Letter from William P. Harvey to Missouri gubernatorial candidate Lloyd Stark, asking that, along with James Aylward, Jim Pendergast also be invited to his "Corn Husking Bee" to avoid misinterpretation about his appearance alone.
Letter from Grover Childers to Governor Lloyd C. Stark reporting on current activities of the Pendergast machine, and opinions about Stark's efforts to clean up the police department. Childers also reports that President Roosevelt "is not in sympathy with political machines that defeat the public in elections."
Letter from Marie Plummer to Ewing Young Mitchell, Jr. on February 2, 1937. Plummer reports that a friend, Clif Langsdale, was able to extend her employment as deputy clerk at the Kansas City Court of Appeals potentially until August 1, 1937. She recounts a conversation she had with Bland in which Bland does not believe the court to be influenced by Pendergast since the machine does not dictate opinions. However, Plummer believes the court to be compromised since all recently hired employees come with a Pendergast endorsement.
Photograph with caption, describing Thomas J. Pendergast Jr., his wife, Mary Louise Weyer Pendergast, and James M. Pendergast traveling to New York to see Thomas J. Pendergast, who recently underwent surgery.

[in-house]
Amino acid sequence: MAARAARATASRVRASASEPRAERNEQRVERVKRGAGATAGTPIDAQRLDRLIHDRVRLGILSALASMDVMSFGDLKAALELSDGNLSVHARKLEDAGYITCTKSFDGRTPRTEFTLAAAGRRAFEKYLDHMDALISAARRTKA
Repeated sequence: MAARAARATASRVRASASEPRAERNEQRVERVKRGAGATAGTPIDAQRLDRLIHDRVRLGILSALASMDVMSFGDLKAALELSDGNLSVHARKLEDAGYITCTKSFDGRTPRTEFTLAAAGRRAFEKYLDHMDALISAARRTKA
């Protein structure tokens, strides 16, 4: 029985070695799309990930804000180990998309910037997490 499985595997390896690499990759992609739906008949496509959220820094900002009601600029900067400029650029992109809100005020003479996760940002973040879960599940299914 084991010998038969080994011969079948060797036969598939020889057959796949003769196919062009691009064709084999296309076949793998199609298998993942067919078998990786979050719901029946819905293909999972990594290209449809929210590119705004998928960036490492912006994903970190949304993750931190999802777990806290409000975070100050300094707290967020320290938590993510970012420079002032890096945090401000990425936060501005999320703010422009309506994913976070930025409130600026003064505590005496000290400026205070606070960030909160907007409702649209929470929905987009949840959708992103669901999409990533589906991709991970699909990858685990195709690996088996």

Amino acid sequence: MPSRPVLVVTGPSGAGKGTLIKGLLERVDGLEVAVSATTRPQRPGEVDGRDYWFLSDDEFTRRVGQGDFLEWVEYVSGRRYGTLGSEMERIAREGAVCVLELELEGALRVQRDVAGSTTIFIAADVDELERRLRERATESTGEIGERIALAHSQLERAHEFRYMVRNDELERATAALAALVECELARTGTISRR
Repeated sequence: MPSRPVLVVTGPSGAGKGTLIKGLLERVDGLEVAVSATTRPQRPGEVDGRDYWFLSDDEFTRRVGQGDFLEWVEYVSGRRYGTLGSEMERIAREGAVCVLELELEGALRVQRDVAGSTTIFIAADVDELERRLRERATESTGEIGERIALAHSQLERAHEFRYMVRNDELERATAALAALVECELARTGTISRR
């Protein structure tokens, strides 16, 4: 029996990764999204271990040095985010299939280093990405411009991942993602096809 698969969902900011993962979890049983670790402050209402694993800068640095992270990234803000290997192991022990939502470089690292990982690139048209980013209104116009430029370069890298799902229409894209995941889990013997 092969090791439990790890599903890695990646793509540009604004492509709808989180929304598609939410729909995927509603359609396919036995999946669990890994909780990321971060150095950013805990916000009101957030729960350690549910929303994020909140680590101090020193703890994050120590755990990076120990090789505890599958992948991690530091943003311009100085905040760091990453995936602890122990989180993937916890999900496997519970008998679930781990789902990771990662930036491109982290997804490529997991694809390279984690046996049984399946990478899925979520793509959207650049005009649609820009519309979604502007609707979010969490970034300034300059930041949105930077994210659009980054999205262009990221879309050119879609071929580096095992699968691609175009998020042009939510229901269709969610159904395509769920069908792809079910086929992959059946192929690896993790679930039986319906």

Letter from Ewing C. Bland to his uncle, Ewing Young Mitchell, Jr. on January 20, 1936. In Bland's lengthy response, he explains how the public views Bland and Mitchell to be connected politically, and how Mitchell consistently jeopardizes Bland by attacking the Kansas City organization for Mitchell's own political gain. Because of Bland's diminished political standing and Mitchell's public connection with Marie Plummer, it would be impossible to leverage for her reinstatement without being charged with nepotism.
Letter from sitting Missouri Governor Guy Park to Jim Pendergast, indicating his desire to speak with incoming Governor Lloyd Stark about Pendergast's recommended appointment to the Workmen's Compensation Commission.